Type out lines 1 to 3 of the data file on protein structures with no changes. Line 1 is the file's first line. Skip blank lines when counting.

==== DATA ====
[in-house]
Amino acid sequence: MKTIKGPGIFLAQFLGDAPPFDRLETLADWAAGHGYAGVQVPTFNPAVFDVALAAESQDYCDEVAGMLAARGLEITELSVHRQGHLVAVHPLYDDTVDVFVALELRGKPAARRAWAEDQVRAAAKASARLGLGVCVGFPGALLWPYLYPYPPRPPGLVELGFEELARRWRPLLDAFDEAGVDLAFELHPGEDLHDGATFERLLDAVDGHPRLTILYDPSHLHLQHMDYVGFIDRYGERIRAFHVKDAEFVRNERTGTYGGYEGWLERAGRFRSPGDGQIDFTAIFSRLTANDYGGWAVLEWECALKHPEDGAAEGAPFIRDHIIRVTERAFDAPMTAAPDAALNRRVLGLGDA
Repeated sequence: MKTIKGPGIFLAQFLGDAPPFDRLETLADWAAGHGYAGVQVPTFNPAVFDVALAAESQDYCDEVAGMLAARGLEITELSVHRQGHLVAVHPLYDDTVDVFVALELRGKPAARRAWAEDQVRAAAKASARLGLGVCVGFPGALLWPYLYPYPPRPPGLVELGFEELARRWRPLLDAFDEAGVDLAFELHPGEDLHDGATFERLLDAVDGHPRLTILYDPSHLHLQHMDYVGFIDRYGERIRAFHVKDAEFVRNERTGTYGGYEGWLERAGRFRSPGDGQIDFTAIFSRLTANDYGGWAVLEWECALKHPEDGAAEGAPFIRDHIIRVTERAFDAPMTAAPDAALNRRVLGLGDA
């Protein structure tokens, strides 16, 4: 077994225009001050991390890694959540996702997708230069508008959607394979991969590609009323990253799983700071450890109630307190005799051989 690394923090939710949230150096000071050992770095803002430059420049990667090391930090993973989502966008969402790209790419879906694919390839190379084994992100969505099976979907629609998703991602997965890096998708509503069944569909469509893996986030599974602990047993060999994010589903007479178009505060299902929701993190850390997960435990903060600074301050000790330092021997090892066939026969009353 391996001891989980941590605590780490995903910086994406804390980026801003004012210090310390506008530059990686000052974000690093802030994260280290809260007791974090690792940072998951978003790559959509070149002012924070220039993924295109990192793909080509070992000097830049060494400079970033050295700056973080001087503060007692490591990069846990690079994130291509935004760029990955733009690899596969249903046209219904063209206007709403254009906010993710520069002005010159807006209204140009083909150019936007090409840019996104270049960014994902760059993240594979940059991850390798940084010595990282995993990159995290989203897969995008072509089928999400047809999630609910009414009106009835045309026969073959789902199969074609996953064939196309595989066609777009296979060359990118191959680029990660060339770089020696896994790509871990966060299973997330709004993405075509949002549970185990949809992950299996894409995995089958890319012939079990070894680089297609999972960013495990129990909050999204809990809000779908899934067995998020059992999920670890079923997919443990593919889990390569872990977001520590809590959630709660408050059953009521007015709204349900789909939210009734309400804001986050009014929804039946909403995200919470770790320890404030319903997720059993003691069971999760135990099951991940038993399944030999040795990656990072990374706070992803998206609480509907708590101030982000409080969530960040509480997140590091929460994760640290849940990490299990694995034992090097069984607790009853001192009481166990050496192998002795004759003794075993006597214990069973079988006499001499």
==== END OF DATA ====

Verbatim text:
[in-house]
Amino acid sequence: MKTIKGPGIFLAQFLGDAPPFDRLETLADWAAGHGYAGVQVPTFNPAVFDVALAAESQDYCDEVAGMLAARGLEITELSVHRQGHLVAVHPLYDDTVDVFVALELRGKPAARRAWAEDQVRAAAKASARLGLGVCVGFPGALLWPYLYPYPPRPPGLVELGFEELARRWRPLLDAFDEAGVDLAFELHPGEDLHDGATFERLLDAVDGHPRLTILYDPSHLHLQHMDYVGFIDRYGERIRAFHVKDAEFVRNERTGTYGGYEGWLERAGRFRSPGDGQIDFTAIFSRLTANDYGGWAVLEWECALKHPEDGAAEGAPFIRDHIIRVTERAFDAPMTAAPDAALNRRVLGLGDA
Repeated sequence: MKTIKGPGIFLAQFLGDAPPFDRLETLADWAAGHGYAGVQVPTFNPAVFDVALAAESQDYCDEVAGMLAARGLEITELSVHRQGHLVAVHPLYDDTVDVFVALELRGKPAARRAWAEDQVRAAAKASARLGLGVCVGFPGALLWPYLYPYPPRPPGLVELGFEELARRWRPLLDAFDEAGVDLAFELHPGEDLHDGATFERLLDAVDGHPRLTILYDPSHLHLQHMDYVGFIDRYGERIRAFHVKDAEFVRNERTGTYGGYEGWLERAGRFRSPGDGQIDFTAIFSRLTANDYGGWAVLEWECALKHPEDGAAEGAPFIRDHIIRVTERAFDAPMTAAPDAALNRRVLGLGDA